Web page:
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Design with Nature, image courtesy Mario Cucinella Architects

Design with Nature: Mario Cucinella’s Salone 2022 installation is a paean to sustainability


The architect Mario Cucinella’s ecosystemic vision, as reported by newspapers and magazines following the presentation of his project for the Salone del Mobile.Milano 2022

On 19th March, the Corriere della Sera’s coverage of Design with Nature, the over 1,400 m2 installation designed by the architect Mario Cucinella for the 60th edition of the Salone del Mobile.Milano in Pavilion 15, opened with: “One thing is certain: the future of home living can no longer sideswerve a reflection on sustainability, as in projects that are intrinsically devised to last and the use of green materials (and the recycling thereof).”

The daily environmental sustainability newspaper posted an interview with Cucinella on the lead theme of this edition of the fair, which “will see the future of sustainable living as its cornerstone, based on the circular economy, recycling, innovation and quality. ‘If the events of the last few years have helped us rediscover the importance of sociality and sharing,’ the architect , who with huge integrity, has been championing a circular design vision and approach for many years said, ‘this sense has yet to strike a balance with what is around us, the spaces we live in and the territories we occupy (home, city, planet), and the resources available to us.’ Cucinella’s installation for the Salone del Mobile aims to trigger reflection on three basic themes: ecological transition, the home as the first urban building block and the city as a mine. Design with Nature imagines a building method in which the recycling of raw materials is the basis for everything, and cities themselves become ‘reserves’ of materials for the future.”

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The Salone has also drawn up a series of guidelines to help exhibitors and stand builders to work with the environment uppermost in mind, for example by choosing low impact and reusable materials, mindful of the question of their future disposal right from the design stage, or avoiding water and energy waste,” said Artribune, which then quoted briefly from Mario Cucinella on his project Design with Nature: ‘Recent studies have shown that the load of man-made things is greater than the load of all the living organisms on the Earth.’ The architect is one of the most highly respected and sought-after on the international scene precisely for his stance on sustainability. ‘We have been aware of our responsibilities for some time, and this only increases the sense of guilt. We can only hope that all this focus on environmental issues will bring about green diplomacy.’ Going into further detail about the content, Mario Porro explained that ‘At the Salone, companies and creatives will have a chance to actually touch alternative materials that have already been industrialised, allowing themselves to be inspired by the vision of urban areas as potential “mines” of raw materials, reflecting on the home as a cell of a more complex organism – the city.’”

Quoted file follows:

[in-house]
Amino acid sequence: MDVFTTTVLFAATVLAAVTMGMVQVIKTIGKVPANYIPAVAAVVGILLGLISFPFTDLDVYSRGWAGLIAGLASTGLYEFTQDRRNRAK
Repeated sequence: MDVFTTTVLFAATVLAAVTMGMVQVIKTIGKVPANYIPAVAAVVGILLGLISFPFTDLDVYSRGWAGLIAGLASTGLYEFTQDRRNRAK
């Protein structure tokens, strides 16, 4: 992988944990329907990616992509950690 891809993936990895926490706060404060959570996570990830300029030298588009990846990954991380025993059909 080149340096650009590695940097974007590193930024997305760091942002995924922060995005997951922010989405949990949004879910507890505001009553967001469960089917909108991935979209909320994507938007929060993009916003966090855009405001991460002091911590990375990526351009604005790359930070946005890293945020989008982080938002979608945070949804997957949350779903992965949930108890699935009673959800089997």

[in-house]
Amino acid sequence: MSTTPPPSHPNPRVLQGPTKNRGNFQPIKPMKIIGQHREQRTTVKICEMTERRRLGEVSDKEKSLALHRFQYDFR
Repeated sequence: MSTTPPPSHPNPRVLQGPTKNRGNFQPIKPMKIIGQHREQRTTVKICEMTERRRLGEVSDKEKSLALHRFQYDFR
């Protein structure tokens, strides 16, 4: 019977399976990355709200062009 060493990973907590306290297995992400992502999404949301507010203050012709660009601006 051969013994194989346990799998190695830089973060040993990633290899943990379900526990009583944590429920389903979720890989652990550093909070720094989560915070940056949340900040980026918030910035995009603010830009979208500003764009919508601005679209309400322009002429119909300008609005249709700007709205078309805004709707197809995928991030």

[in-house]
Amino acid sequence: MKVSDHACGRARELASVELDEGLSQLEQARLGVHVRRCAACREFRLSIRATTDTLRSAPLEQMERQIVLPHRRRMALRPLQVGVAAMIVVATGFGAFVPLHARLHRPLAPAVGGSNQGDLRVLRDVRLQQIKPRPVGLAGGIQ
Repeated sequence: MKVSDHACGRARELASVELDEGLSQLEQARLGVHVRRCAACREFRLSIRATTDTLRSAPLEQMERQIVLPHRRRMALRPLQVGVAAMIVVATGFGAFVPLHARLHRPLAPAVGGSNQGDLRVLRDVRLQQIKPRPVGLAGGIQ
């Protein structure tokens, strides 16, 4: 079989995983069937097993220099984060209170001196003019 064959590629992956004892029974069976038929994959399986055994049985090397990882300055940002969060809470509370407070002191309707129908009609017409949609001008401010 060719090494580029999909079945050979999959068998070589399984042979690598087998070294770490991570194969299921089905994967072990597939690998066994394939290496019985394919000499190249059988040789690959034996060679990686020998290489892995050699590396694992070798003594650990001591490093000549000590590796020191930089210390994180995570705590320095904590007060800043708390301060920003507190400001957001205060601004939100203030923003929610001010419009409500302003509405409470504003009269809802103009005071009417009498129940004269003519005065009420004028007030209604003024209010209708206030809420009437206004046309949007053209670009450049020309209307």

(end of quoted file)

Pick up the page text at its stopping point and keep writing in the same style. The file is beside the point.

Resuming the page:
In this installation, the term “ecosystem” will be fundamental for narrating the way in which “the vision of the future will need to be ecosystemic and capable of bringing knowledge, skills and technologies together in a new generation of materials and products,” reported the Bologna edition of the Corriere della Sera.This will be found inside Pavilion 15 at the Rho Milan Fairgrounds, a large plaza, a setting for a large, sinuous table, a place for meeting and sharing that responds to the needs that have emerged over the last two years as crucial life moments. At the end of the Salone, the installation will be put to different uses – every single element will be recycled and become a library for a school, a classroom, a seat for a public space, a desk or table for a laboratory. All this is also contingent on the choice of materials, derived from natural sources, such as fish scales, mango, bamboo and even transformed and upcycled waste. Cities are full of the latter. As Cucinella said: 'Everybody is aware of the problem, as well as guilty. We need to act now.’ The need to reconcile with nature, as the founder of MC Architects has said more than once, is also backed up by the numbers – on this planet, the total load of natural elements, the so-called global biomass (plants, animals, bacteria, fungi, protists, archetypes and viruses), has now been overtaken by that of elements deriving from anthropic activities, the anthropogenic mass (everything that comes under the umbrella of inanimate elements created by man between 1900 and 2020). The figures come from Cucinella himself: 1120 Gt in the first instance and 1154 Gt in the second. This is why the way we look at architecture is the way to re-establish contact anew: ‘Design is a place of peace,’ said Cucinella. That goes for man and nature too.”

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25 March 2022